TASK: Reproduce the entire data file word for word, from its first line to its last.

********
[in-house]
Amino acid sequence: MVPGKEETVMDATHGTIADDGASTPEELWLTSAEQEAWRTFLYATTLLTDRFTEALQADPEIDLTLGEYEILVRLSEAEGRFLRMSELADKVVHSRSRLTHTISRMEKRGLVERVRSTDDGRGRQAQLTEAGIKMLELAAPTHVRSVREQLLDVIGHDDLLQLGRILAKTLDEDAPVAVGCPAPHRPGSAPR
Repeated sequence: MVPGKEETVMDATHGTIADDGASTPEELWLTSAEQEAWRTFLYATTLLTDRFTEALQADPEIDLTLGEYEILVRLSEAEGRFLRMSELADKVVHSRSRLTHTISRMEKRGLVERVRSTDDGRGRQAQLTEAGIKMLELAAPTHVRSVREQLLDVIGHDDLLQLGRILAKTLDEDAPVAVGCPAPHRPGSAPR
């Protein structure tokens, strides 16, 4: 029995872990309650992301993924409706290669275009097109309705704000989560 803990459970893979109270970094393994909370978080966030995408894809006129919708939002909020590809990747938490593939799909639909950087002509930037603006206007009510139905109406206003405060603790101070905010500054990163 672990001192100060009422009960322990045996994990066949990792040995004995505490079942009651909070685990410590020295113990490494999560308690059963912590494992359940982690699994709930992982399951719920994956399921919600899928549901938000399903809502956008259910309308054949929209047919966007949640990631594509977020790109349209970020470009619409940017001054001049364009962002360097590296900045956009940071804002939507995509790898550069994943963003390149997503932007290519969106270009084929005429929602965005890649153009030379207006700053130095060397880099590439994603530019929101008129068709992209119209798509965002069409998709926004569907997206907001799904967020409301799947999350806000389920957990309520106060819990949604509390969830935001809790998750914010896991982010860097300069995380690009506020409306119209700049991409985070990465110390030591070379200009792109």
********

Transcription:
[in-house]
Amino acid sequence: MVPGKEETVMDATHGTIADDGASTPEELWLTSAEQEAWRTFLYATTLLTDRFTEALQADPEIDLTLGEYEILVRLSEAEGRFLRMSELADKVVHSRSRLTHTISRMEKRGLVERVRSTDDGRGRQAQLTEAGIKMLELAAPTHVRSVREQLLDVIGHDDLLQLGRILAKTLDEDAPVAVGCPAPHRPGSAPR
Repeated sequence: MVPGKEETVMDATHGTIADDGASTPEELWLTSAEQEAWRTFLYATTLLTDRFTEALQADPEIDLTLGEYEILVRLSEAEGRFLRMSELADKVVHSRSRLTHTISRMEKRGLVERVRSTDDGRGRQAQLTEAGIKMLELAAPTHVRSVREQLLDVIGHDDLLQLGRILAKTLDEDAPVAVGCPAPHRPGSAPR
């Protein structure tokens, strides 16, 4: 029995872990309650992301993924409706290669275009097109309705704000989560 803990459970893979109270970094393994909370978080966030995408894809006129919708939002909020590809990747938490593939799909639909950087002509930037603006206007009510139905109406206003405060603790101070905010500054990163 672990001192100060009422009960322990045996994990066949990792040995004995505490079942009651909070685990410590020295113990490494999560308690059963912590494992359940982690699994709930992982399951719920994956399921919600899928549901938000399903809502956008259910309308054949929209047919966007949640990631594509977020790109349209970020470009619409940017001054001049364009962002360097590296900045956009940071804002939507995509790898550069994943963003390149997503932007290519969106270009084929005429929602965005890649153009030379207006700053130095060397880099590439994603530019929101008129068709992209119209798509965002069409998709926004569907997206907001799904967020409301799947999350806000389920957990309520106060819990949604509390969830935001809790998750914010896991982010860097300069995380690009506020409306119209700049991409985070990465110390030591070379200009792109």